WASHINGTON – U.S. President-elect Donald Trump said Tuesday he will nominate former trade official Robert Lighthizer as the next U.S. trade representative.
Lighthizer served as U.S. deputy trade chief under President Ronald Reagan in the 1980s, playing a major role in negotiating some two dozen bilateral agreements on a variety of issues from steel to grain, the Trump transition team said in a statement.
“Ambassador Lighthizer is going to do an outstanding job representing the United States as we fight for good trade deals that put the American worker first,” Trump was quoted as saying in the statement.
“He has extensive experience striking agreements that protect some of the most important sectors of our economy, and has repeatedly fought in the private sector to prevent bad deals from hurting Americans,” Trump said.
In his new role, Lighthizer will closely coordinate with Secretary of Commerce-designate Wilbur Ross and Peter Navarro, head of the newly created White House National Trade Council, “to develop and implement policies that shrink our trade deficit, expand economic growth, strengthen our manufacturing base and help stop the exodus of jobs from our shores,” the statement said.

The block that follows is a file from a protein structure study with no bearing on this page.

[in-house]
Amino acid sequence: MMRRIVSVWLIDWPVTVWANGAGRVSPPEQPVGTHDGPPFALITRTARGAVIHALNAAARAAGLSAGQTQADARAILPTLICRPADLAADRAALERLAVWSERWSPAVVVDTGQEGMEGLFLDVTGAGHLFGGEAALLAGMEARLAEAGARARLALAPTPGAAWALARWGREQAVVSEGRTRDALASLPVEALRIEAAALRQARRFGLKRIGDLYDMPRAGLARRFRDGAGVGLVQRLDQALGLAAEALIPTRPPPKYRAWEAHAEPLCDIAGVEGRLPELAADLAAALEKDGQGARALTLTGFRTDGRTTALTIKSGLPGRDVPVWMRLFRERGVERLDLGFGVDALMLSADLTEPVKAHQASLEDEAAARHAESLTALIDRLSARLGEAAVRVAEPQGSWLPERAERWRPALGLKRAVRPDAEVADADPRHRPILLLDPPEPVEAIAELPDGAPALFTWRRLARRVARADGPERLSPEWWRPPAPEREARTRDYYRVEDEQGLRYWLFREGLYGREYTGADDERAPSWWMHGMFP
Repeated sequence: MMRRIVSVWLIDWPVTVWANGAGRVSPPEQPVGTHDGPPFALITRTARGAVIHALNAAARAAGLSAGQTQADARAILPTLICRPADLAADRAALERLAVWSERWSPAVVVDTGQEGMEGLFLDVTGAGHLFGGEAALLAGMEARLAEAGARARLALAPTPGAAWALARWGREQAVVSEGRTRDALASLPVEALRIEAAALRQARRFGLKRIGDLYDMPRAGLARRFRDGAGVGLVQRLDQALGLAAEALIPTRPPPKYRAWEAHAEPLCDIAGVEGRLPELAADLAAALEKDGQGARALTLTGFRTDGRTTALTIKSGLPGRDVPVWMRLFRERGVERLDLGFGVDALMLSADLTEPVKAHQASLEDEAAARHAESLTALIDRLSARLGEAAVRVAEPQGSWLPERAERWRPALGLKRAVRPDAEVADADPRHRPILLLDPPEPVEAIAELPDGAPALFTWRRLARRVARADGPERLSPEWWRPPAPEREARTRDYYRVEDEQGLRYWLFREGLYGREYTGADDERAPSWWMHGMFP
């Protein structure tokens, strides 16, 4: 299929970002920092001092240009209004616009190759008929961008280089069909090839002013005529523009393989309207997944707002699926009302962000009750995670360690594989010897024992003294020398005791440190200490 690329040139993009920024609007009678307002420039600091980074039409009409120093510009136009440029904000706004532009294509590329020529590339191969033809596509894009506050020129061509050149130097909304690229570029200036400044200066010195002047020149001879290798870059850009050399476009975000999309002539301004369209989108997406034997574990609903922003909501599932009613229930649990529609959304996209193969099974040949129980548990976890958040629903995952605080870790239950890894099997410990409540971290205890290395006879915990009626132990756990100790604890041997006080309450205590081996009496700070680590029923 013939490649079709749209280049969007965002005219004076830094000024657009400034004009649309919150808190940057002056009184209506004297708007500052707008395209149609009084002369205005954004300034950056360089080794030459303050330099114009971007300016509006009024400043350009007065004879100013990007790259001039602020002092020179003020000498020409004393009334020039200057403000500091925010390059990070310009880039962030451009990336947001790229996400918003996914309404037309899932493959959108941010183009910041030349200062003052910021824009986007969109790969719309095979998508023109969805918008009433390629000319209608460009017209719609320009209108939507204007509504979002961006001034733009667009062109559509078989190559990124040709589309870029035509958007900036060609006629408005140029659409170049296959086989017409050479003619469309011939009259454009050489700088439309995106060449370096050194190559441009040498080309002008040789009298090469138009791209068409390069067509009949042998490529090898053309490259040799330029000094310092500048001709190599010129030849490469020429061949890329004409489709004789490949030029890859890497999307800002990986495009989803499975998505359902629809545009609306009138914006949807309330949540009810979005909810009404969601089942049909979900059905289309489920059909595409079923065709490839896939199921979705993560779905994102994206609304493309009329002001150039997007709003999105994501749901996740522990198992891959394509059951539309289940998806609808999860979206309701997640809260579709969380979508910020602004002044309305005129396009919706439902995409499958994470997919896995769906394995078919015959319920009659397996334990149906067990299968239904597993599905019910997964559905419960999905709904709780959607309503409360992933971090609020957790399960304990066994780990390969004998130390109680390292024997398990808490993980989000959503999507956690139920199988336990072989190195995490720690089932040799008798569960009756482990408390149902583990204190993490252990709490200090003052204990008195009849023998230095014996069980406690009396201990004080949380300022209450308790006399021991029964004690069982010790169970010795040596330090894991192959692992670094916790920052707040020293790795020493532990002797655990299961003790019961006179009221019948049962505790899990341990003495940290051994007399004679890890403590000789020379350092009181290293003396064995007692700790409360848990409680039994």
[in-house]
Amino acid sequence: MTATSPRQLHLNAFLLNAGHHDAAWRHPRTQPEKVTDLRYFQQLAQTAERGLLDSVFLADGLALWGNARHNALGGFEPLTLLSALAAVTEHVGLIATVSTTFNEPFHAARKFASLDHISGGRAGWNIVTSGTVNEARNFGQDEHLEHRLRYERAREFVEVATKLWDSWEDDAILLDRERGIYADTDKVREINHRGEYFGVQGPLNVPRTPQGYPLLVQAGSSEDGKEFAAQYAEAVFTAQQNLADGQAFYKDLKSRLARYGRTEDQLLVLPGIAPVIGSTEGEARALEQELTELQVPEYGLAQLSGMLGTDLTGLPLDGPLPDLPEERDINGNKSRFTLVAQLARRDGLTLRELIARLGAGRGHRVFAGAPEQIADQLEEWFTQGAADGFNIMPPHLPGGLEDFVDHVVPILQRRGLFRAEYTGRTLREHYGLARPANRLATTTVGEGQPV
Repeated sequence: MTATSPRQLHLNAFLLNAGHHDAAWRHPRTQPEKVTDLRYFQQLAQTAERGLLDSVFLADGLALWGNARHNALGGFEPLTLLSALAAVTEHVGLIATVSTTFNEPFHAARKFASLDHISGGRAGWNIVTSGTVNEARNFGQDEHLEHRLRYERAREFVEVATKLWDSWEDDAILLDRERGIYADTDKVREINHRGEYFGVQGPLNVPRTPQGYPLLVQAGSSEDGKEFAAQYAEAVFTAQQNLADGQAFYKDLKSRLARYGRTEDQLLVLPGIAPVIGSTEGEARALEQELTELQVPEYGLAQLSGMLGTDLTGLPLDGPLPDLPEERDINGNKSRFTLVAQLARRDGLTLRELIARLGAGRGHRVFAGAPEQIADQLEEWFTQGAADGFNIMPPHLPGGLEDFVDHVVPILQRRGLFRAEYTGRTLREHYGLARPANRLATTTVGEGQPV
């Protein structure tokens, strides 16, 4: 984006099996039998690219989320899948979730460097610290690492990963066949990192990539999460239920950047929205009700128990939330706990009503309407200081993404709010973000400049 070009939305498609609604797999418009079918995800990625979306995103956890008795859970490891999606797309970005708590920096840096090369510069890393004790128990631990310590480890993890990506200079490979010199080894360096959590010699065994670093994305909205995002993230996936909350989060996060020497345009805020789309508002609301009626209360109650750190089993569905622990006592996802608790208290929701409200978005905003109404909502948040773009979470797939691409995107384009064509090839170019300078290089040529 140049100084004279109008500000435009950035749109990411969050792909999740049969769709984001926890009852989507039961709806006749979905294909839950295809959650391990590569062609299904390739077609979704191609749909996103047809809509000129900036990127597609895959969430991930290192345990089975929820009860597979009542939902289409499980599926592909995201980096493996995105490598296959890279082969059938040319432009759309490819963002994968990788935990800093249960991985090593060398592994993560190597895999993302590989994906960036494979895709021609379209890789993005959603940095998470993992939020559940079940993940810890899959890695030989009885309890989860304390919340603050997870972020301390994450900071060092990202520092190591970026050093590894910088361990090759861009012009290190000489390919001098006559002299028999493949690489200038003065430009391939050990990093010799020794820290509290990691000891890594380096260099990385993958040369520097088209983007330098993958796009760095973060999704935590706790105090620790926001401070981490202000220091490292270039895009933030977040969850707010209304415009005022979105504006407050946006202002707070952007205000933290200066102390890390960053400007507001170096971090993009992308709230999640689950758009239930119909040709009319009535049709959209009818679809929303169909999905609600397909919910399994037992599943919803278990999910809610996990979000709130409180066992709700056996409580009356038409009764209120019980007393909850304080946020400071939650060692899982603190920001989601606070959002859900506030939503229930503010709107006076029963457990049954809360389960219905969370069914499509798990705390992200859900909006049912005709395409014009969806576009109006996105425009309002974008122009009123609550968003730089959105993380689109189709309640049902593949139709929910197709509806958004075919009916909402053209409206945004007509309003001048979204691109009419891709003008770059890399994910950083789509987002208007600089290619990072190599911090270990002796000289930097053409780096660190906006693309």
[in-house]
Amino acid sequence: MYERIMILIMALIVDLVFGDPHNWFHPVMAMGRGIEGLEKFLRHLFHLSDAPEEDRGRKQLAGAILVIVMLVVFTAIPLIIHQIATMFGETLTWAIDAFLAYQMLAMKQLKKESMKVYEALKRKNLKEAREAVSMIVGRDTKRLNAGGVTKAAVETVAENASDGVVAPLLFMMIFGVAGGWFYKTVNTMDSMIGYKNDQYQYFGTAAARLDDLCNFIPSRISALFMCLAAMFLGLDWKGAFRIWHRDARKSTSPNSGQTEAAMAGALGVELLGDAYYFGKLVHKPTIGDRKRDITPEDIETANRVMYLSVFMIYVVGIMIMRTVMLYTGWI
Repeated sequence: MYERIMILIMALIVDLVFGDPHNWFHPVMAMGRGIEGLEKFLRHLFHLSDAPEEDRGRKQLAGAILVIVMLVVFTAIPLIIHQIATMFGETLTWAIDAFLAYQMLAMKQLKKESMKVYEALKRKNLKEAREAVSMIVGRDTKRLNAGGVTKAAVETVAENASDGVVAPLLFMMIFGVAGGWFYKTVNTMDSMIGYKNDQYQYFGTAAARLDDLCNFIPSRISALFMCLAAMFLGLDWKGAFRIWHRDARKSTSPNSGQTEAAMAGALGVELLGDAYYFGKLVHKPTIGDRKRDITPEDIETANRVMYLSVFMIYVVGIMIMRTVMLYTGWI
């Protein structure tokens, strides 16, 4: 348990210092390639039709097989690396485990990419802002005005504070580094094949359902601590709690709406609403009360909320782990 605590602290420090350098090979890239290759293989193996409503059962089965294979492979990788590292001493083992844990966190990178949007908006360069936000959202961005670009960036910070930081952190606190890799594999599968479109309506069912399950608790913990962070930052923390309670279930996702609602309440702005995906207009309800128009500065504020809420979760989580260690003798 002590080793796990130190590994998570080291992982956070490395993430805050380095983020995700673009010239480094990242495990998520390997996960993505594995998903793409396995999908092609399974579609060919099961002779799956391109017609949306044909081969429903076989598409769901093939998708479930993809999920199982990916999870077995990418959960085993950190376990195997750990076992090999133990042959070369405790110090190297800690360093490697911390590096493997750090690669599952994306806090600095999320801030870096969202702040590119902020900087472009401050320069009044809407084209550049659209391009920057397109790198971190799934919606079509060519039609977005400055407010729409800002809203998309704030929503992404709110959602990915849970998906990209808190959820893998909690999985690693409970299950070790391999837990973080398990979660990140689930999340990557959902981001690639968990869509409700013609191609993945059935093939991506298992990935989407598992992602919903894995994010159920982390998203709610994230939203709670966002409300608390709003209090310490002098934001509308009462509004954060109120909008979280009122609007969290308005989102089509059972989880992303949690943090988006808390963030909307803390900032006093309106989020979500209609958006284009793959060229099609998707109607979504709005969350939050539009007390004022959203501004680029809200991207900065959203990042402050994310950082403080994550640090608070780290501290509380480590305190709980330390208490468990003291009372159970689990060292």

Given Trump’s preference for bilateral trade deals over multilateral pacts, trade partners are watching whether Trump will actually withdraw the United States from the Trans-Pacific Partnership free trade agreement, reached with Japan and 10 other countries, on the day of his Jan. 20 inauguration as he has pledged.
The TPP has been championed by outgoing President Barack Obama as a major component of his policy of strategic rebalancing to the Asia-Pacific region.
Lighthizer “will do an amazing job helping turn around the failed trade policies which have robbed so many Americans of prosperity,” Trump said.
Lighthizer said, “I am fully committed to President-elect Trump’s mission to level the playing field for American workers and forge better trade policies which will benefit all Americans.”
In a time of both misinformation and too much information, quality journalism is more crucial than ever.
By subscribing, you can help us get the story right.